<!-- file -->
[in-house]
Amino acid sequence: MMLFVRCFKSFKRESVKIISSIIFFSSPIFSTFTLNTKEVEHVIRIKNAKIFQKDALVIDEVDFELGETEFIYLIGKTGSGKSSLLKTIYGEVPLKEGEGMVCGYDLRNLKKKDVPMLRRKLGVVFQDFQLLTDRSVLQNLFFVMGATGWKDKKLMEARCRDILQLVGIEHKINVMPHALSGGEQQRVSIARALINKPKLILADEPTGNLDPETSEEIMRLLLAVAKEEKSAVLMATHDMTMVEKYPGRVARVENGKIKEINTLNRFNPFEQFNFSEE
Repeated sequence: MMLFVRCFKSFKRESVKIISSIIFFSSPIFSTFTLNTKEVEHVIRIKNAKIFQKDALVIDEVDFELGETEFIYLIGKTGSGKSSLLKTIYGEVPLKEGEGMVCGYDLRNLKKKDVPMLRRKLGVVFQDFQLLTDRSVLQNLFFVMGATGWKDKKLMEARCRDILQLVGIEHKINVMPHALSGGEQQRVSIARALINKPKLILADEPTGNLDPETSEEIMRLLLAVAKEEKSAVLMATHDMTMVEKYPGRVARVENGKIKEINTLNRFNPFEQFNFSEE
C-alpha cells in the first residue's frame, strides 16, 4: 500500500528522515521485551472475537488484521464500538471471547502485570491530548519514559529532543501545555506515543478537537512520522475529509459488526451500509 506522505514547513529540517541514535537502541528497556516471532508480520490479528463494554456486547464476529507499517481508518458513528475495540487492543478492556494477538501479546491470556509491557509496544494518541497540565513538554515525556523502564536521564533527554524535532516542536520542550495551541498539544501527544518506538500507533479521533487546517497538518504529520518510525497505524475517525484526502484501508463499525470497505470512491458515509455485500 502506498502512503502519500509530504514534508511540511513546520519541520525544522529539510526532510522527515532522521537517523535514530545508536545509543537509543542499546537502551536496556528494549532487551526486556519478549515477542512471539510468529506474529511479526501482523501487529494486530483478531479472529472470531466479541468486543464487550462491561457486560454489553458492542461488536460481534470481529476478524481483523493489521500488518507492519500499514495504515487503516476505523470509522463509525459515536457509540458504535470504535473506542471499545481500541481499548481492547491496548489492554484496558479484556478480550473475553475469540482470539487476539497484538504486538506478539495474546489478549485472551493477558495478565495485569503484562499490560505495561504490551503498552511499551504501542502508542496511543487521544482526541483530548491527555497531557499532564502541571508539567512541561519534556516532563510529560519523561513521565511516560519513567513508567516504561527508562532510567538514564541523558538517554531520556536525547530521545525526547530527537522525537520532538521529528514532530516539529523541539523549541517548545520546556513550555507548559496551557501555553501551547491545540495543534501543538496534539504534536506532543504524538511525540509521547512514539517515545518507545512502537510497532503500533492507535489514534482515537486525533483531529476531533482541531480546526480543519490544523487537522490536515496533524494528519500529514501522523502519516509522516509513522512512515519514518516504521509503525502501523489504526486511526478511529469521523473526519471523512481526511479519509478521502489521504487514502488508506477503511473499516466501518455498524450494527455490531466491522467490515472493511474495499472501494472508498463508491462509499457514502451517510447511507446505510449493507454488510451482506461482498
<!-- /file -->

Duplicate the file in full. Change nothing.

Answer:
[in-house]
Amino acid sequence: MMLFVRCFKSFKRESVKIISSIIFFSSPIFSTFTLNTKEVEHVIRIKNAKIFQKDALVIDEVDFELGETEFIYLIGKTGSGKSSLLKTIYGEVPLKEGEGMVCGYDLRNLKKKDVPMLRRKLGVVFQDFQLLTDRSVLQNLFFVMGATGWKDKKLMEARCRDILQLVGIEHKINVMPHALSGGEQQRVSIARALINKPKLILADEPTGNLDPETSEEIMRLLLAVAKEEKSAVLMATHDMTMVEKYPGRVARVENGKIKEINTLNRFNPFEQFNFSEE
Repeated sequence: MMLFVRCFKSFKRESVKIISSIIFFSSPIFSTFTLNTKEVEHVIRIKNAKIFQKDALVIDEVDFELGETEFIYLIGKTGSGKSSLLKTIYGEVPLKEGEGMVCGYDLRNLKKKDVPMLRRKLGVVFQDFQLLTDRSVLQNLFFVMGATGWKDKKLMEARCRDILQLVGIEHKINVMPHALSGGEQQRVSIARALINKPKLILADEPTGNLDPETSEEIMRLLLAVAKEEKSAVLMATHDMTMVEKYPGRVARVENGKIKEINTLNRFNPFEQFNFSEE
C-alpha cells in the first residue's frame, strides 16, 4: 500500500528522515521485551472475537488484521464500538471471547502485570491530548519514559529532543501545555506515543478537537512520522475529509459488526451500509 506522505514547513529540517541514535537502541528497556516471532508480520490479528463494554456486547464476529507499517481508518458513528475495540487492543478492556494477538501479546491470556509491557509496544494518541497540565513538554515525556523502564536521564533527554524535532516542536520542550495551541498539544501527544518506538500507533479521533487546517497538518504529520518510525497505524475517525484526502484501508463499525470497505470512491458515509455485500 502506498502512503502519500509530504514534508511540511513546520519541520525544522529539510526532510522527515532522521537517523535514530545508536545509543537509543542499546537502551536496556528494549532487551526486556519478549515477542512471539510468529506474529511479526501482523501487529494486530483478531479472529472470531466479541468486543464487550462491561457486560454489553458492542461488536460481534470481529476478524481483523493489521500488518507492519500499514495504515487503516476505523470509522463509525459515536457509540458504535470504535473506542471499545481500541481499548481492547491496548489492554484496558479484556478480550473475553475469540482470539487476539497484538504486538506478539495474546489478549485472551493477558495478565495485569503484562499490560505495561504490551503498552511499551504501542502508542496511543487521544482526541483530548491527555497531557499532564502541571508539567512541561519534556516532563510529560519523561513521565511516560519513567513508567516504561527508562532510567538514564541523558538517554531520556536525547530521545525526547530527537522525537520532538521529528514532530516539529523541539523549541517548545520546556513550555507548559496551557501555553501551547491545540495543534501543538496534539504534536506532543504524538511525540509521547512514539517515545518507545512502537510497532503500533492507535489514534482515537486525533483531529476531533482541531480546526480543519490544523487537522490536515496533524494528519500529514501522523502519516509522516509513522512512515519514518516504521509503525502501523489504526486511526478511529469521523473526519471523512481526511479519509478521502489521504487514502488508506477503511473499516466501518455498524450494527455490531466491522467490515472493511474495499472501494472508498463508491462509499457514502451517510447511507446505510449493507454488510451482506461482498